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Niccolo Paganini – the virtuoso violinist that many people believed sold his soul to the devil in exchange for his extraordinary talent.

Fiorini Fake Daguerreotype of Violinist Niccolò Paganini

Born in 1782, Niccolo Paganini was an expert Italian violinist, guitarist, and composer. The most celebrated virtuoso violinist of his time, his technique and abilities were thought to be “beyond a human’s capabilities”. His concerts left attendees entranced and wondering, “Did Paganini make a deal with the devil, or had Satan taken a human form?”

Paganini the prodigy

Nicolo Paganini, by Richard James Lane (died 1872), published 1831

When Paganini’s father recognized his unique talents at age 7, he put him under renowned instructors such as Giovanni Servetto and Giacomo Costa but within months, Paganini’s talent progressed beyond that of his teachers. His father then travelled to Parma to seek the guidance of master violinist Alessandro Rolla. Rolla immediately referred him to his own teacher, Ferdinando Paer. Paganini continued to be passed from teacher to teacher until finally, Paganini’s skills surpassed all (which as a result, prompted intense rivalries between Paganini and other master violinists of the time).

It is difficult to adequately describe Paganini’s prowess on the violin – he was freakishly good. So good, people grew afraid of his talent, surmising that no mere mortal could possibly do what Paganini was capable of doing on his violin. In their minds, the devil didn’t go down to Georgia – he went to Genoa, Italy.

Paganini demonstrates his bizarre, near inhuman, abilities

Portrait of Niccolò Paganini (1782-1840)

Paganini’s technical ability and his willingness to display it received much critical acclaim and his fame spread throughout Europe. One story tells us that a rare and expensive Stradivarius violin was offered by a man named Pasini to anyone who could learn and play a piece that was so complicated, it was believed impossible to master. Paganini arrived and played the piece perfectly, by sight, on his first and only attempt.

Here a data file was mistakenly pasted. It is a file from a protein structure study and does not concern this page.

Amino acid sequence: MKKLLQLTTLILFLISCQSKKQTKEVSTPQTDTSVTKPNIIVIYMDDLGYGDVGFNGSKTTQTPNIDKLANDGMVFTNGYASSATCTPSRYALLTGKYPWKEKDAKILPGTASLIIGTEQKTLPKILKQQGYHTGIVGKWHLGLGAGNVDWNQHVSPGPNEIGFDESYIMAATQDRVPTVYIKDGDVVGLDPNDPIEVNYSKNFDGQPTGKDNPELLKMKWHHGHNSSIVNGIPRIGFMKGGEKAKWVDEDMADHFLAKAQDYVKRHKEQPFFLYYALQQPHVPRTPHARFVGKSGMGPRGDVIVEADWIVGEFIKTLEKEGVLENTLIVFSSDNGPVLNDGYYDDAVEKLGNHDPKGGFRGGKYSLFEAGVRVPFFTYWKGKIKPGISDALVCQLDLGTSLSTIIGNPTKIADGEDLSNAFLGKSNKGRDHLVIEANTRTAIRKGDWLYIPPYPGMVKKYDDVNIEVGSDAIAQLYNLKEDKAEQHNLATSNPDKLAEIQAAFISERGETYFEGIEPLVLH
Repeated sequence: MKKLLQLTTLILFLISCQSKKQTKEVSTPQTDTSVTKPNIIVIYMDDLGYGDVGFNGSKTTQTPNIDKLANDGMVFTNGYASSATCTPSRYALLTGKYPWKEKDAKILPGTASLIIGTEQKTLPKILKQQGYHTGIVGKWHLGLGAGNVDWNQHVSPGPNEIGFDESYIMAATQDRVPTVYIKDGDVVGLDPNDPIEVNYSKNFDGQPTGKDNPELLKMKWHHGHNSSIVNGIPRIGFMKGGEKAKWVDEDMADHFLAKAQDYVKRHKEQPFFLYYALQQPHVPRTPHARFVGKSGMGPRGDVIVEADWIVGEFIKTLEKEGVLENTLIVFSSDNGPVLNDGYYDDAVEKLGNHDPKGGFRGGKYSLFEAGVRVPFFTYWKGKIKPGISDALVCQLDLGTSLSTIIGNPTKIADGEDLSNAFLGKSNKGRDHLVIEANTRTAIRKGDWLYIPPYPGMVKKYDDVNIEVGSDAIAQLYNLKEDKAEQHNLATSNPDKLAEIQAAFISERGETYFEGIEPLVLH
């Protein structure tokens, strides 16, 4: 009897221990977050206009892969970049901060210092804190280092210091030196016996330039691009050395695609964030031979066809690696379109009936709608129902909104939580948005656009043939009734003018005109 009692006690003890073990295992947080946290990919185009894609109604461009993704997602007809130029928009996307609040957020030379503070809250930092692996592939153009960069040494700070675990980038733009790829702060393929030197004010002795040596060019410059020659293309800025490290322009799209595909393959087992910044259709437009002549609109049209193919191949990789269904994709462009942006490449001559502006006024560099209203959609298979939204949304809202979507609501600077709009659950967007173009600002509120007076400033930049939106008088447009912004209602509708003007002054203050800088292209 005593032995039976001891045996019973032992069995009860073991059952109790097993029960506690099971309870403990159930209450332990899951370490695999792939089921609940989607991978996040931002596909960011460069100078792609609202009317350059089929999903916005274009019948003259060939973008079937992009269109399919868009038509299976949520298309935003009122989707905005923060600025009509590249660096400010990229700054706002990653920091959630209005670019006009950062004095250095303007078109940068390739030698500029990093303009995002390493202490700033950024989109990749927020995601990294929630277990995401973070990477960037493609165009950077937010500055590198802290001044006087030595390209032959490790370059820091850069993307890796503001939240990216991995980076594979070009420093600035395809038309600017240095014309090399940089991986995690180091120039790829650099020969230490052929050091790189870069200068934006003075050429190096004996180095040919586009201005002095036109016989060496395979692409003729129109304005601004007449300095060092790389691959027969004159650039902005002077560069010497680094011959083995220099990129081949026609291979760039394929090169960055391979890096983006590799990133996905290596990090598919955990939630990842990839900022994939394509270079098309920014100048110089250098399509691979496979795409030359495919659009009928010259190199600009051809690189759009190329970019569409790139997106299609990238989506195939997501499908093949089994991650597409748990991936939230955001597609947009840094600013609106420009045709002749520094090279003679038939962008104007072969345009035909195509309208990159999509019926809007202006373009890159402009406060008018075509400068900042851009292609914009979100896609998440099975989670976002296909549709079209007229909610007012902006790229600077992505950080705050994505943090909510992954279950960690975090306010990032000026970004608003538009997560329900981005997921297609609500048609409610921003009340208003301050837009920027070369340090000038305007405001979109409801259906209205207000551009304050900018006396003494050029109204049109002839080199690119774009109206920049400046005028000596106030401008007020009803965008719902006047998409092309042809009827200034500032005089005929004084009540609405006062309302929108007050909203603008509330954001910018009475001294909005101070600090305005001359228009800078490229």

At barely 20-years-old, he travelled to a concert in Livorno where a wealthy businessman lent Paganini a violin made by the master luthier Giuseppe Guarneri. During the concert, it has been reported that audience members made the “sign of the cross” to protect themselves from his “evil powers”. Even the wealthy businessman was afraid. After seeing Paganini play the violin, the businessman refused to take back the violin for fear of coming under Paganini’s supernatural spell.

In another instance, at a famous concert in Leghorn, Paganini was in mid-performance when a string on his instrument broke. The audience shifted uncomfortably in their seats – how would the great Paganini remove himself from this awkward predicament? To their astonishment, Paganini simply shifted his play, flawlessly, to the remaining three strings. Years after the incident, Paganini broke two strings during a concert and without pause, continued playing the remainder of the concert on just two strings.

You can tell he’s the spawn of Satan just by looking at him

Il Cannone Guarnerius on exhibit at the Palazzo Doria-Tursi in Genoa, Italy
Niccolò Paganini’s famous Il Cannone Guarnerius violin